It’s important to take note of the position of the repetition since it can be important. Is the repetition between elements at the beginning of their respective sentences? Or at the end of a sentence? Is the order symmetrically opposite (the first time the repeated element appears is at the beginning of a sentence and the second time at the end)? There are technical terms for all of these options, but what is really important for us as readers is not the technical term but rather to identify the repetition and to ask: does the position of this repetition add something or express something?
Let’s look at some examples:
4 The LORD is in His holy temple; the LORD‘S throne is in heaven;
His eyes behold, His eyelids test the sons of men.
5 The LORD tests the righteous and the wicked, And the one who loves violence His soul hates.
In this case the name of the LORD appears at the outset of two versets in verse 4 and of the first verset of verse 5. The result is that a strong emphasis is placed on His person and on His position as sovereign over all, who watches the sons of men and discerns the righteous and the wicked.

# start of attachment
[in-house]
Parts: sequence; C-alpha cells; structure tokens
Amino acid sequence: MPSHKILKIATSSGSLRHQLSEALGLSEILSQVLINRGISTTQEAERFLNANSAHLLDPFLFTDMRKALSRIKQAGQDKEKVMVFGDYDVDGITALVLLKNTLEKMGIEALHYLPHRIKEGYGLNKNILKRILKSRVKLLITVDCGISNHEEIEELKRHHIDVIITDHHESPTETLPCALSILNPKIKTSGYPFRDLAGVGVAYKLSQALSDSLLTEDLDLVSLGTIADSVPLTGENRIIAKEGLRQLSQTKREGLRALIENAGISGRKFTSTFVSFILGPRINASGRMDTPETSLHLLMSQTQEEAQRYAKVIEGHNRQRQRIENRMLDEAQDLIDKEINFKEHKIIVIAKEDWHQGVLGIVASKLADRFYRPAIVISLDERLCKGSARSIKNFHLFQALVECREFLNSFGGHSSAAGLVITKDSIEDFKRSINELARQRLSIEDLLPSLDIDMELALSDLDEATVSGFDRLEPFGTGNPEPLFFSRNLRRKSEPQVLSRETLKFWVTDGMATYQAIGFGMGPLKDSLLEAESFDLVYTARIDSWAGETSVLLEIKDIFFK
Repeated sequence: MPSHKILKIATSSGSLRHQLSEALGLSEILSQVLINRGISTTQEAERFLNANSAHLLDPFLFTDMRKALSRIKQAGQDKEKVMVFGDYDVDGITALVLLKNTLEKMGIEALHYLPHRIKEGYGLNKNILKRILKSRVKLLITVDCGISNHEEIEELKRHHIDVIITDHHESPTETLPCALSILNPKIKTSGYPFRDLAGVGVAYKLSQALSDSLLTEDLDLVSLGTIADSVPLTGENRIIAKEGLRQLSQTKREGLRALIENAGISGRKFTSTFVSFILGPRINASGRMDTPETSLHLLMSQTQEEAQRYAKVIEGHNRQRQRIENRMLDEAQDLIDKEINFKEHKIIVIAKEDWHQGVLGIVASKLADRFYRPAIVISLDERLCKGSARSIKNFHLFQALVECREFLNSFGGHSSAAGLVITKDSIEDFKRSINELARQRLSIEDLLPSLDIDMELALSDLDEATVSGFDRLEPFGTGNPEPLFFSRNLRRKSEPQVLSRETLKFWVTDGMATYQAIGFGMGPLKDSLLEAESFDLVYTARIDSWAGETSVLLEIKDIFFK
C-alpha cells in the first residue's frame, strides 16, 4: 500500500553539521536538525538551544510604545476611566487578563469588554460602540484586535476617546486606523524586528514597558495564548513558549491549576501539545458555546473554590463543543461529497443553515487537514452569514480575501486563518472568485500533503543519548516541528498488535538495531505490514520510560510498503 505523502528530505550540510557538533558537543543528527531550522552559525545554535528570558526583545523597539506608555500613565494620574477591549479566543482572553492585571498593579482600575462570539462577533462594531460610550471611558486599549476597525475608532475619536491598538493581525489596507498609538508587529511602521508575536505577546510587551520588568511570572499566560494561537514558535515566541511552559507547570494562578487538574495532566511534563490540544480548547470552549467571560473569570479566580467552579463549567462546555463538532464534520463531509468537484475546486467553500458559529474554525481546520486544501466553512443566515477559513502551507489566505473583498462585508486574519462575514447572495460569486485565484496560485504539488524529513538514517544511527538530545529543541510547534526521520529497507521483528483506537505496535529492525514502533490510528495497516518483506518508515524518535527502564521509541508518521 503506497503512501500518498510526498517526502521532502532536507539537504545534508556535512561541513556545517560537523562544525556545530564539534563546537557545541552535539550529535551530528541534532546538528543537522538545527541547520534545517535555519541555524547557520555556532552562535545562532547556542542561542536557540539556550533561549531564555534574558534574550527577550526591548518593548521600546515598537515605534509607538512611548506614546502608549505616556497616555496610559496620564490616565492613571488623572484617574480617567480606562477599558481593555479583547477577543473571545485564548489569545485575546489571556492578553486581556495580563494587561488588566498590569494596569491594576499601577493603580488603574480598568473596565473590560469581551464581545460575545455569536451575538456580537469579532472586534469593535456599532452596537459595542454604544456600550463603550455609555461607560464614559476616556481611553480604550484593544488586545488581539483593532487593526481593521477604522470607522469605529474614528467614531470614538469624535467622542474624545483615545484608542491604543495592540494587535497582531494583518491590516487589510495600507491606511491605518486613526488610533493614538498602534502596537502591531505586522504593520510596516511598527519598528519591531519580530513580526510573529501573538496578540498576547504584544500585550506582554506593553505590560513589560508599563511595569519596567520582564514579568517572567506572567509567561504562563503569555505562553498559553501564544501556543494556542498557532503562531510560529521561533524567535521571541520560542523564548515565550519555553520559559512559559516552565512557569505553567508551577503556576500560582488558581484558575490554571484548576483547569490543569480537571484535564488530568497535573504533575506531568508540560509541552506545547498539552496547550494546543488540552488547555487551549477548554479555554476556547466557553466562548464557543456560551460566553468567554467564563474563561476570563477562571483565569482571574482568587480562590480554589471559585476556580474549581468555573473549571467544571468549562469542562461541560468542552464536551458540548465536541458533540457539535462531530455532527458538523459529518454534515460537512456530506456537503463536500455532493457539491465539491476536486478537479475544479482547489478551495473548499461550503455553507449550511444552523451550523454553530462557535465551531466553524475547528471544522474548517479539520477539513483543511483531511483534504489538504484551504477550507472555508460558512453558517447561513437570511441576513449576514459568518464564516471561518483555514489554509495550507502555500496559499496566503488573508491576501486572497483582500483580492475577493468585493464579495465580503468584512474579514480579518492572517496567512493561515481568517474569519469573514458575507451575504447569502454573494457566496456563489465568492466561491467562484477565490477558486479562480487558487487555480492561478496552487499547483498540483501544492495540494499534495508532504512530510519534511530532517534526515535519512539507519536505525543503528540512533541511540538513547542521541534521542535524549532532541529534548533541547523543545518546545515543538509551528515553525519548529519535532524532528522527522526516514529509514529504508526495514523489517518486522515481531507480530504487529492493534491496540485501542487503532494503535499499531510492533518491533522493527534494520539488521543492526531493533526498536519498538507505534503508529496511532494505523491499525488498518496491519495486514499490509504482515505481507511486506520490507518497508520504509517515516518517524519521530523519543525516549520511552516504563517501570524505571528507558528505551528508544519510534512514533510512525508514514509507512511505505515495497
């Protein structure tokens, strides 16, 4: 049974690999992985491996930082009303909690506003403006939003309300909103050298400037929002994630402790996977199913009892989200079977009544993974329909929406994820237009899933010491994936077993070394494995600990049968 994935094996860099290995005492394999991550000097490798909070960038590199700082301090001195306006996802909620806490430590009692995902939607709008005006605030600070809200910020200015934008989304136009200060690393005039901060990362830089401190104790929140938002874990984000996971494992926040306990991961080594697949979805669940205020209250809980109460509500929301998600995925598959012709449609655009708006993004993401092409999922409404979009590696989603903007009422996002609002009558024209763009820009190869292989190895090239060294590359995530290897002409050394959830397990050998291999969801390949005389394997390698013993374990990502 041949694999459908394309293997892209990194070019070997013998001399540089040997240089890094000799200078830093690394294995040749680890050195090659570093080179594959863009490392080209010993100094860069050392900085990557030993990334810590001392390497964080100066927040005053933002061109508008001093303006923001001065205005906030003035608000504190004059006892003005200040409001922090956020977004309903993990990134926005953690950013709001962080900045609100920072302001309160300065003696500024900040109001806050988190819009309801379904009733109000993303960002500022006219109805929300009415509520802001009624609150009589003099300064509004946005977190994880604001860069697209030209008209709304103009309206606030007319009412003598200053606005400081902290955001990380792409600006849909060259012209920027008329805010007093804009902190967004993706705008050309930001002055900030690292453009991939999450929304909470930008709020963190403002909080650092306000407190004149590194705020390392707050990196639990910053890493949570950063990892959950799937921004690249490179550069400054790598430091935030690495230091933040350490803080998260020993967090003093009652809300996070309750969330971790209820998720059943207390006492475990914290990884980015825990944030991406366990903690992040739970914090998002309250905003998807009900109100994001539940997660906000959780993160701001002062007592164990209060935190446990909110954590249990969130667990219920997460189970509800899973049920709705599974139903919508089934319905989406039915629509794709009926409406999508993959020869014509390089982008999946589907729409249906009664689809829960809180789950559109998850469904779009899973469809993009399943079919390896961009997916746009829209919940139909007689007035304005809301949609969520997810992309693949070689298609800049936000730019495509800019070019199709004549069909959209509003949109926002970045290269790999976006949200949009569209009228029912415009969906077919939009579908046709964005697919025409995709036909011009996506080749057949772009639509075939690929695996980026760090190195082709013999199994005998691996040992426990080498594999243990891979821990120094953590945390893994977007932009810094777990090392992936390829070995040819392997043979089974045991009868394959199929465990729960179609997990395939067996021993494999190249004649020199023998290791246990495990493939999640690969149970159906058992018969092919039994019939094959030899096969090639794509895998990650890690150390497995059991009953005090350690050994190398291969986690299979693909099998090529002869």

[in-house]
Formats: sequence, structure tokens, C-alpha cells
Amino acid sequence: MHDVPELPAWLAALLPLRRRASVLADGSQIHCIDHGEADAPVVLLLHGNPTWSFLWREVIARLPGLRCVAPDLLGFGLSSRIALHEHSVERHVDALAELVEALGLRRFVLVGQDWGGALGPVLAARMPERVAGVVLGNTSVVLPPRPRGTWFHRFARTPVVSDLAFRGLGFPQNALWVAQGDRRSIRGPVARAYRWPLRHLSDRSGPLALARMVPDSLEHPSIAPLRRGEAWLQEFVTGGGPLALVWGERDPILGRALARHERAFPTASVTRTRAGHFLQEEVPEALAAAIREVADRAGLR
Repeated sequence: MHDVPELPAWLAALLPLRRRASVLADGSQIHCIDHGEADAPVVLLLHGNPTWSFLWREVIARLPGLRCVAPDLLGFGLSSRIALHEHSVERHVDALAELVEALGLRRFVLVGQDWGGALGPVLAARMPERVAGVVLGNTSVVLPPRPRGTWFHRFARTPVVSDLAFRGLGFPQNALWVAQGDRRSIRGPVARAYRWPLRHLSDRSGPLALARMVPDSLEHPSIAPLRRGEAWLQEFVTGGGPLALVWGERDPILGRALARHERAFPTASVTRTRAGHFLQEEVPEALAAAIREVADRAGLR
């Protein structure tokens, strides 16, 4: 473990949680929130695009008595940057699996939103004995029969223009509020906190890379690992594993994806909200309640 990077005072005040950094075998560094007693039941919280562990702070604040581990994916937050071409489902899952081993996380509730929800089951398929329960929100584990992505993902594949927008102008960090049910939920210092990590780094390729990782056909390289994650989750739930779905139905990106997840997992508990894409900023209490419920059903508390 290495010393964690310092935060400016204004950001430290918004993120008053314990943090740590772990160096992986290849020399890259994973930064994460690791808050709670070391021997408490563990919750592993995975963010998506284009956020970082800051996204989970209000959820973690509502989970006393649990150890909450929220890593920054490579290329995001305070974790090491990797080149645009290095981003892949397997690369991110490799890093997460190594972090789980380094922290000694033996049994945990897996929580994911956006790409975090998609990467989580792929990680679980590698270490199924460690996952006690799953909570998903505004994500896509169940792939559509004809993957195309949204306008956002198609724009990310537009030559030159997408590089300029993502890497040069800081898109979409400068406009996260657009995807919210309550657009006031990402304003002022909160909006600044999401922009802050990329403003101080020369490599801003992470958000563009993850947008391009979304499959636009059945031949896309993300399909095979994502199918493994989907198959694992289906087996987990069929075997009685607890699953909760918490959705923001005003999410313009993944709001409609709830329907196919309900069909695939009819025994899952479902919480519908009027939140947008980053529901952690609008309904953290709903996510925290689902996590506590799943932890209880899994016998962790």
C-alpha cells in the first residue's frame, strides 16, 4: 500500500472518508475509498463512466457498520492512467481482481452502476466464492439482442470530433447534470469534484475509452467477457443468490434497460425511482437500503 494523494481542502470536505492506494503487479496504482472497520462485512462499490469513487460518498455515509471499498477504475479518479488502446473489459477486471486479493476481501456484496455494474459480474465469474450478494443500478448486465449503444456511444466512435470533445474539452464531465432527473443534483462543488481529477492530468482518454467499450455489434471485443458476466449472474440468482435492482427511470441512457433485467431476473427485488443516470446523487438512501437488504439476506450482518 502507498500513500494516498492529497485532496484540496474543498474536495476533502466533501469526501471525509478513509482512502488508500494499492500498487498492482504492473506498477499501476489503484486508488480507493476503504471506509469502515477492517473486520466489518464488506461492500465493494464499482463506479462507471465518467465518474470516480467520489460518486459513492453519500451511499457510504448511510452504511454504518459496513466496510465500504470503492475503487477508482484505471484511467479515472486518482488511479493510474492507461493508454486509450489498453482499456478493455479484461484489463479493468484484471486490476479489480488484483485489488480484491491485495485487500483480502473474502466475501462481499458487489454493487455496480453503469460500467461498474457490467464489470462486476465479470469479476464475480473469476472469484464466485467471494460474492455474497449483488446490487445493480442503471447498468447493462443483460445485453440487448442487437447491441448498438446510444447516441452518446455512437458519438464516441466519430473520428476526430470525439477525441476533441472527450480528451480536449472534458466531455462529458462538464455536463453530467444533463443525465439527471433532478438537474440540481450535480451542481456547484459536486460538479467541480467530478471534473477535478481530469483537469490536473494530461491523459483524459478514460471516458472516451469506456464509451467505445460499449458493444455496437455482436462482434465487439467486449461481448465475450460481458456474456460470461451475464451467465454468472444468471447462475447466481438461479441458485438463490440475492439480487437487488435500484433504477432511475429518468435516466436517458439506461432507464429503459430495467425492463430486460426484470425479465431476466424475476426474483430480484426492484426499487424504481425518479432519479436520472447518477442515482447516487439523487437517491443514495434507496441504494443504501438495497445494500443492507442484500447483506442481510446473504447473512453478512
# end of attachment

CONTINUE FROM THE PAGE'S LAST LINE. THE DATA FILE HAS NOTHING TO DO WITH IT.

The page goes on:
10 They are more desirable than gold, yes, than much fine gold; Sweeter also than honey and the drippings of the honeycomb.
11 Moreover, by them Your servant is warned; In keeping them there is great reward.
The correspondence between “much fine gold” and the “great reward” is seen even more clearly in the Hebrew text, where in both cases the same word appears (räv) and in both cases the word is at the end of its respective verset. However, in verse 10 it appears at the end of the first versets whereas in verse 11 it is at the close of the second verset. These respective positions of the word draw more attention since they are at the opening and closing of two verses (10-11 – in Hebrew 11-12) emphasizing the desirability of God’s law, words, and commands (mentioned in verses 7-9 – in Hebrew 8-10), and the value of keeping them.
In the continuation of the Psalm we come across the word räv again, in the same position at the end of verse 13:
Also keep back Thy servant from presumptuous sins; Let them not rule over me; Then I shall be blameless, And I shall be acquitted of great transgression.